US6184064Jan 12, 2000Feb 6, 2001Micron Technology, Inc.Semiconductor die back side surface and method of fabrication
US6198163 *Oct 18, 1999Mar 6, 2001Amkor Technology, Inc.Thin leadframe-type semiconductor package having heat sink with recess and exposed surface
US6242800 *Mar 12, 1997Jun 5, 2001International Rectifier Corp.Heat dissipating device package
US6316292Sep 10, 1999Nov 13, 2001Micron Technology IncAdhesion enhanced semiconductor die for mold compound packaging
US6396130Sep 14, 2001May 28, 2002Amkor Technology, Inc.Semiconductor package having multiple dies with independently biased back surfaces
US6489186Jun 4, 2001Dec 3, 2002Micron Technology, Inc.Adhesion enhanced semiconductor die for mold compound packaging
US6643142 *Oct 9, 2001Nov 4, 2003Koninklijke Philips Electronics N.V.Module having a lead frame equipped with components on both sides
US6740545Dec 3, 2002May 25, 2004Micron Technology, Inc.Adhesion enhanced semiconductor die for mold compound packaging
US6879050Feb 11, 2003Apr 12, 2005Micron Technology, Inc.Packaged microelectronic devices and methods for packaging microelectronic devices
US6940181Oct 21, 2003Sep 6, 2005Micron Technology, Inc.for eliminating or minimizing breakage, cracking and warping; comprises layer of tenacious reinforcement material disposed over back side of the wafer while in a rough state from backgrinding without prior conventional polishing or plasma etching
US7056812Nov 4, 2004Jun 6, 2006Micron Technology, Inc.Process for strengthening semiconductor substrates following thinning
US7064069Oct 21, 2003Jun 20, 2006Micron Technology, Inc.Substrate thinning including planarization
US7262488Nov 1, 2004Aug 28, 2007Micron Technology, Inc.Substrate with enhanced properties for planarization
US7427811Jun 6, 2006Sep 23, 2008Micron Technology, Inc.Semiconductor substrate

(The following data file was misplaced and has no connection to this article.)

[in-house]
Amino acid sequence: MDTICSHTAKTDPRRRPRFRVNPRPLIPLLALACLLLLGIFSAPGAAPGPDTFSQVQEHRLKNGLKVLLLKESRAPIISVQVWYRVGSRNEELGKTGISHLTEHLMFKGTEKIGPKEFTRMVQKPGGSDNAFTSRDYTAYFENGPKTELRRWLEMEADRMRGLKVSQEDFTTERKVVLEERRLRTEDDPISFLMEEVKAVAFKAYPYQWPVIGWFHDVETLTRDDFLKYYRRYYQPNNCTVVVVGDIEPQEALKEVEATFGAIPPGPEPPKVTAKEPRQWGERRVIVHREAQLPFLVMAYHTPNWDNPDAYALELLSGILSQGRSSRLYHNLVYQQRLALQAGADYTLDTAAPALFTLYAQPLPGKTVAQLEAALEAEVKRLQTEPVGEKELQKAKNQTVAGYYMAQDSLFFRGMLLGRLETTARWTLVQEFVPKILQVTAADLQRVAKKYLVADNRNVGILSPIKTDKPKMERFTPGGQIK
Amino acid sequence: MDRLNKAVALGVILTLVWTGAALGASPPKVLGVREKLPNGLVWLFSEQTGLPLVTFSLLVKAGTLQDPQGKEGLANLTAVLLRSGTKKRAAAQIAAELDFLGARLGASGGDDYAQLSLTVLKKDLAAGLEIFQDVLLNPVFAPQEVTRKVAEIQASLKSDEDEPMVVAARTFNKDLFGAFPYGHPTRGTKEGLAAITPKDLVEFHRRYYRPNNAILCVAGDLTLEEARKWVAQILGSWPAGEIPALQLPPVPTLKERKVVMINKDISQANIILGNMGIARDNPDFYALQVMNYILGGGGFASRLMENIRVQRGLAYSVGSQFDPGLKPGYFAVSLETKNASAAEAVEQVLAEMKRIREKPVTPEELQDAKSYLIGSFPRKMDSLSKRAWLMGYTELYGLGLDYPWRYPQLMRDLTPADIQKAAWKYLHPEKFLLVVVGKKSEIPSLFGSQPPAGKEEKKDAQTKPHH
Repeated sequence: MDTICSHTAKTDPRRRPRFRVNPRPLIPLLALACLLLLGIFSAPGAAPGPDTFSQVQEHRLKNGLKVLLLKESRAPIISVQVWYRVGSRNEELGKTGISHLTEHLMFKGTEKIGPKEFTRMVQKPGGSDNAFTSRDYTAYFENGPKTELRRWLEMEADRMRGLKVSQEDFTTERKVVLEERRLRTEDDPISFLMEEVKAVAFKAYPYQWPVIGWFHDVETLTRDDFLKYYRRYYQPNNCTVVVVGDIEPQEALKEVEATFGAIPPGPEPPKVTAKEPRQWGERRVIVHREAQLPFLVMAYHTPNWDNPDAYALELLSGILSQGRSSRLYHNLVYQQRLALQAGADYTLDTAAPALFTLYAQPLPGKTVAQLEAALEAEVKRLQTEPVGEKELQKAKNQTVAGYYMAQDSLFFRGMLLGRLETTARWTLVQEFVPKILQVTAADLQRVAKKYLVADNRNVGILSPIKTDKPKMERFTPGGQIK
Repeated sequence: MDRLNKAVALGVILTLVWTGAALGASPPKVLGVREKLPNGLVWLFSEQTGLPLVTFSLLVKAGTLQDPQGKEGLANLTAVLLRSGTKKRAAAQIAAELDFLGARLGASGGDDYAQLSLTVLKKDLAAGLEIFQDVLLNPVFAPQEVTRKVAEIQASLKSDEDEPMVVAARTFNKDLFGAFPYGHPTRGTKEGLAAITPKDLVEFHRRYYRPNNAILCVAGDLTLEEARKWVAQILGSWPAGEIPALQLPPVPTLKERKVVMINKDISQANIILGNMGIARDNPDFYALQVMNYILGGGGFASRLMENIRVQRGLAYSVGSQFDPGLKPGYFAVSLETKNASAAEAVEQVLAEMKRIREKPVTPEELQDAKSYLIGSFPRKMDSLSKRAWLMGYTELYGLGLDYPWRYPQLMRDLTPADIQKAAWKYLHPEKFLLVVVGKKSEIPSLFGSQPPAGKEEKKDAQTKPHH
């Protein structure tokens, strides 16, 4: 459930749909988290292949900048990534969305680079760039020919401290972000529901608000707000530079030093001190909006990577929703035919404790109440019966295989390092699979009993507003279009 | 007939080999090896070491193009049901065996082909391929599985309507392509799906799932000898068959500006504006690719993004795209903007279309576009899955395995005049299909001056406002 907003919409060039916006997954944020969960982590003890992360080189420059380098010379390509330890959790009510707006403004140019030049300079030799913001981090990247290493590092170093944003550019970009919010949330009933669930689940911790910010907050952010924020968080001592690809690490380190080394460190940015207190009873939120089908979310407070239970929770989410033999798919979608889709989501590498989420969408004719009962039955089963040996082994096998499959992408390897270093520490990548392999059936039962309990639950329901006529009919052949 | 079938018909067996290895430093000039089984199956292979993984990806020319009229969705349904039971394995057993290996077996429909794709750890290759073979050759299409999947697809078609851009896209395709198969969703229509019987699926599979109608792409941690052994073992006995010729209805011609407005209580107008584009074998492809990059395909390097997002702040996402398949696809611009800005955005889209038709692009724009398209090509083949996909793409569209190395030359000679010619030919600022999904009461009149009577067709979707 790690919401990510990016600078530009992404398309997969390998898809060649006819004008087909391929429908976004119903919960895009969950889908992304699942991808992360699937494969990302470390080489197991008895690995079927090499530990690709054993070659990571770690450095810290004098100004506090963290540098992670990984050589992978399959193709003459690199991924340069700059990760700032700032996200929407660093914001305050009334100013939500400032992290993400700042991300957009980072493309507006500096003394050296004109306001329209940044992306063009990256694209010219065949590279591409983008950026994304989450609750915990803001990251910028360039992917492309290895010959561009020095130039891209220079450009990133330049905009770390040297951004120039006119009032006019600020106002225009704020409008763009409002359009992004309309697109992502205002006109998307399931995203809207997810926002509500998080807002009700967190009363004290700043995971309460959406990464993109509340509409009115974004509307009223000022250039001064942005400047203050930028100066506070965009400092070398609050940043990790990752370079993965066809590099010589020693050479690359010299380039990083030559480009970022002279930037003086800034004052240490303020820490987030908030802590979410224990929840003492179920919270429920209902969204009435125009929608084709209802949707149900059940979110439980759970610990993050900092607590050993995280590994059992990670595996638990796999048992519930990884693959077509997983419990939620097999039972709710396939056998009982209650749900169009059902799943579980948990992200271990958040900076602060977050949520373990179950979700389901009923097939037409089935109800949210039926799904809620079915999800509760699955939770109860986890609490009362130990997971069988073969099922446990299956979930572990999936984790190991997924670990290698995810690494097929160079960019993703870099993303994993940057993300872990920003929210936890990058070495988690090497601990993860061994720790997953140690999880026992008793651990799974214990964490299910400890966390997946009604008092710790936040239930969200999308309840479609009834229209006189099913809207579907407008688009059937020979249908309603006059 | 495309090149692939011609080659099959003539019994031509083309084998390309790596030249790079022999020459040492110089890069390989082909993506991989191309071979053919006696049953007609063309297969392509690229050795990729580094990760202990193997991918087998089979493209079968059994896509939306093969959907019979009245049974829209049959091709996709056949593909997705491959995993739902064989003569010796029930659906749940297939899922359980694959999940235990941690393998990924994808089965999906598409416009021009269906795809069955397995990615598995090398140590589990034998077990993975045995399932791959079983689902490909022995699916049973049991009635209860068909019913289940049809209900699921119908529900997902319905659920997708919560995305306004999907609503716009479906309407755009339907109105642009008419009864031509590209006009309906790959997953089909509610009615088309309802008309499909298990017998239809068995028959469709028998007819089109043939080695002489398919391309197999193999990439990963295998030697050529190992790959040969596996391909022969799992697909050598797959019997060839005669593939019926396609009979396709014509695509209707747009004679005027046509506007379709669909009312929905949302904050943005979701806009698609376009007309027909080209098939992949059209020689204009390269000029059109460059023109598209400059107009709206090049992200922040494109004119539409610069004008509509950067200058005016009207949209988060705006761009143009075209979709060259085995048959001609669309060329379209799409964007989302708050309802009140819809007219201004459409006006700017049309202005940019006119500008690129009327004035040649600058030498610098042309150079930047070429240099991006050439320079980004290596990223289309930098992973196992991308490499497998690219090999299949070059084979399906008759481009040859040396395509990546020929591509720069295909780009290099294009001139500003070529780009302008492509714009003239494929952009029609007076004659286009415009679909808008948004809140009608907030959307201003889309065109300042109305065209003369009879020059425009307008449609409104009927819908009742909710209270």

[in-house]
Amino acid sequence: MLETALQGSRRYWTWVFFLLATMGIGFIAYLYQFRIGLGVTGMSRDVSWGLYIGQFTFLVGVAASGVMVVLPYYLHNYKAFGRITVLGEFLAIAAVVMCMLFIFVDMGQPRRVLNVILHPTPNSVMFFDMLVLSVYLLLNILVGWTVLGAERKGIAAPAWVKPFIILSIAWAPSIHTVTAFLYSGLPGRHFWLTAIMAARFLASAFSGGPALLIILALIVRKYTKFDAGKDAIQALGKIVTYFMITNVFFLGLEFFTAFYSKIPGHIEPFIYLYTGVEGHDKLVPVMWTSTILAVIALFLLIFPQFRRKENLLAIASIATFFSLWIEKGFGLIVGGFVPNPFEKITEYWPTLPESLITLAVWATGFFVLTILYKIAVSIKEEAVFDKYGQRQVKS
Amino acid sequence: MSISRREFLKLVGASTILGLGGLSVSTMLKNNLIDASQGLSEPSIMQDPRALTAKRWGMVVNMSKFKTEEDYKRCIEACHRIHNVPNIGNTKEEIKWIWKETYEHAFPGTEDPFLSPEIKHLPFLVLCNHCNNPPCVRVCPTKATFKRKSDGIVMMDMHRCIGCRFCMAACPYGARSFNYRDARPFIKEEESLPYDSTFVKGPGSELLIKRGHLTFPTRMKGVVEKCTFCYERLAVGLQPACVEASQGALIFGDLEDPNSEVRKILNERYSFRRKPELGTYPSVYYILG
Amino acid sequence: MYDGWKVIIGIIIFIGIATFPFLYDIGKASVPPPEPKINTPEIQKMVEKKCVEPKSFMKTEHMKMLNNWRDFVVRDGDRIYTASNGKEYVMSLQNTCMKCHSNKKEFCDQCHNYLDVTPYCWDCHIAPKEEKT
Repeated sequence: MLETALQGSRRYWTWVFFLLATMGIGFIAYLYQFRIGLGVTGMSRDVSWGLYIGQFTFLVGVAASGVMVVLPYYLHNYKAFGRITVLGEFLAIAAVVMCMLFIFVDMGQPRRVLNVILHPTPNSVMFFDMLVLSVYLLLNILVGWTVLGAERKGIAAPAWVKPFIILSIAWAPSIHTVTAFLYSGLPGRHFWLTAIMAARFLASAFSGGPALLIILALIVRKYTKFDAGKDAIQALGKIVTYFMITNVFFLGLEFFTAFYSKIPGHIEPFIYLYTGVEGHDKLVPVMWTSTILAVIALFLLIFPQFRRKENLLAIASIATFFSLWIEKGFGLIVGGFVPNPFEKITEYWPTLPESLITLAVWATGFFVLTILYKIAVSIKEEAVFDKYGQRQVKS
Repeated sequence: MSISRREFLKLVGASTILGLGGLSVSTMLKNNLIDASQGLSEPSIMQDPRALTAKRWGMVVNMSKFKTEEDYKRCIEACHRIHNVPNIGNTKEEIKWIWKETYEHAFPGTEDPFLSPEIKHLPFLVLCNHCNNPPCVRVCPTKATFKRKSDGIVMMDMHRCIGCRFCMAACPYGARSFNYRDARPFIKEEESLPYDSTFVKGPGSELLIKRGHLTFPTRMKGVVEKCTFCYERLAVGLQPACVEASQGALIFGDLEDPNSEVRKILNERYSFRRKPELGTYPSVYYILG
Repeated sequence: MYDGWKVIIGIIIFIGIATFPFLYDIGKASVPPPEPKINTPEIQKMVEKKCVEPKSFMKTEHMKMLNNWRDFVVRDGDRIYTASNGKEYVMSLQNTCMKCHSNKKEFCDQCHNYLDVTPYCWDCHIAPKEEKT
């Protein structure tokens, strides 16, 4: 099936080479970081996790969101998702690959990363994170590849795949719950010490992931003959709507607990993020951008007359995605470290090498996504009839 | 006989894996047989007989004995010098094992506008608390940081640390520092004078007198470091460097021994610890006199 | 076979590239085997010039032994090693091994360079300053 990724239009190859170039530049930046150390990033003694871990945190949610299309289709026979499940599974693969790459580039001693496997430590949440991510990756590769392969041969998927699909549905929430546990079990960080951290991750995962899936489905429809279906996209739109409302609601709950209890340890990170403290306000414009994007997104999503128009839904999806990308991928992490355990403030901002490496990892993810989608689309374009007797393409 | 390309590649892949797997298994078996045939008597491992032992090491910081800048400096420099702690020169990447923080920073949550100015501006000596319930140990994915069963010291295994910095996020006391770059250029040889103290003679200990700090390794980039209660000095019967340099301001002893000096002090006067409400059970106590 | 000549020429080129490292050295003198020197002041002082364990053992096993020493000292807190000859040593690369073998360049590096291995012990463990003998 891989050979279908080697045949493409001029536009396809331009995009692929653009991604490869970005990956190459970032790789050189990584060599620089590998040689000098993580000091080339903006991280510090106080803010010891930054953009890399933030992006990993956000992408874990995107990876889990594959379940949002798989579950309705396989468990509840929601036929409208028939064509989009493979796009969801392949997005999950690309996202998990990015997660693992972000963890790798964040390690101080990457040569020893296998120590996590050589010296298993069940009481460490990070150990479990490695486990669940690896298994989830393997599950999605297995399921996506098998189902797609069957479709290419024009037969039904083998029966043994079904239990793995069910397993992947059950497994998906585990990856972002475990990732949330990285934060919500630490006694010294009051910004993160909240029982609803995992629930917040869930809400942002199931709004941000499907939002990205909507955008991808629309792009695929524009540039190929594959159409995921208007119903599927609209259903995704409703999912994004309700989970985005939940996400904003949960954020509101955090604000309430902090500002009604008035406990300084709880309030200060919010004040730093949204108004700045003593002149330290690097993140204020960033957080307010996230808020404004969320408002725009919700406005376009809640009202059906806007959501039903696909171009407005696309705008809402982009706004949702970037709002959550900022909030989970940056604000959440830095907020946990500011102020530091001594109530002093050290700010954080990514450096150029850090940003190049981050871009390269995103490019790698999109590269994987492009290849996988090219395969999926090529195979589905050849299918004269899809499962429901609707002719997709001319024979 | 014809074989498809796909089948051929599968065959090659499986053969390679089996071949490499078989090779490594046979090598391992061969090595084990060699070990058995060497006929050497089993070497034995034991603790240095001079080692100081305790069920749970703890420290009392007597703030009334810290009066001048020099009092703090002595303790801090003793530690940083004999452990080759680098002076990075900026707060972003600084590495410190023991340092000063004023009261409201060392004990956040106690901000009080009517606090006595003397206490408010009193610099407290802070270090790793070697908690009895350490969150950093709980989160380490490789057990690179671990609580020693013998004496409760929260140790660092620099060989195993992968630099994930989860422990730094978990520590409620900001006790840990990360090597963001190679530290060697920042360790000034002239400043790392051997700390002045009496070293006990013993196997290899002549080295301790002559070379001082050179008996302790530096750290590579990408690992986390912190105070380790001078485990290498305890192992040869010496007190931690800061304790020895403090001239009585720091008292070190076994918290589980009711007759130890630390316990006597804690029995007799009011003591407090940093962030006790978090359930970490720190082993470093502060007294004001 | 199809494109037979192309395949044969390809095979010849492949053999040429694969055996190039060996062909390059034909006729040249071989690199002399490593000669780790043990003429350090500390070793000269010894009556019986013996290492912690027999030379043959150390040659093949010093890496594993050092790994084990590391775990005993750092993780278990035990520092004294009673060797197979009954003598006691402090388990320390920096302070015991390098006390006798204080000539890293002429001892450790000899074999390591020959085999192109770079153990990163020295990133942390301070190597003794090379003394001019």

US7479703 *Jul 2, 2007Jan 20, 2009Lsi Logic CorporationIntegrated circuit package with sputtered heat sink for improved thermal performance
US7777312Aug 1, 2008Aug 17, 2010Renesas Technology Corp.Semiconductor device and a method of manufacturing the same and a mounting structure of a semiconductor device
US7804159Jun 30, 2004Sep 28, 2010Renesas Electronics CorporationSemiconductor device and a method of manufacturing the same and a mounting structure of a semiconductor device
US7821119Nov 2, 2009Oct 26, 2010Renesas Electronics CorporationSemiconductor device
US8115298Oct 4, 2010Feb 14, 2012Renesas Electronics CorporationSemiconductor device
US8637965Jan 24, 2012Jan 28, 2014Renesas Electronics CorporationSemiconductor device and a method of manufacturing the same and a mounting structure of a semiconductor device
Classifications
U.S. Classification257/676, 257/668, 257/753, 257/769, 257/E23.039, 257/762, 257/E23.127
International ClassificationH01L23/495, H01L23/31
Cooperative ClassificationH01L24/48, H01L2224/4826, H01L23/3142, H01L2224/48091, H01L2224/48247, H01L23/4951, H01L2924/01046, H01L2924/14, H01L2224/48465, H01L2224/73215, H01L2224/32245, H01L2924/10253, H01L2924/1815
European ClassificationH01L23/31H6, H01L23/495A4
Legal Events
DateCodeEventDescription
May 30, 2008FPAYFee payment
Year of fee payment: 12
May 4, 2004FPAYFee payment
Year of fee payment: 8
May 30, 2000FPAYFee payment
Year of fee payment: 4
Nov 25, 1997CCCertificate of correction
Jan 23, 1995ASAssignment
Owner name: MICRON TECHNOLOGY, INC., IDAHO
Free format text: MERGER;ASSIGNOR:MICRON SEMICONDUCTOR, INC.;REEL/FRAME:007329/0512
Effective date: 19941104
Sep 14, 1994ASAssignment
Owner name: MICRON SEMICONDUCTOR, INC.
Free format text: ASSIGNMENT OF ASSIGNORS INTEREST;ASSIGNORS:KING, JERROLD L.;BROOKS, J. MIKE;MODEN, WALTER L.;REEL/FRAME:007155/0817;SIGNING DATES FROM 19940823 TO 19940829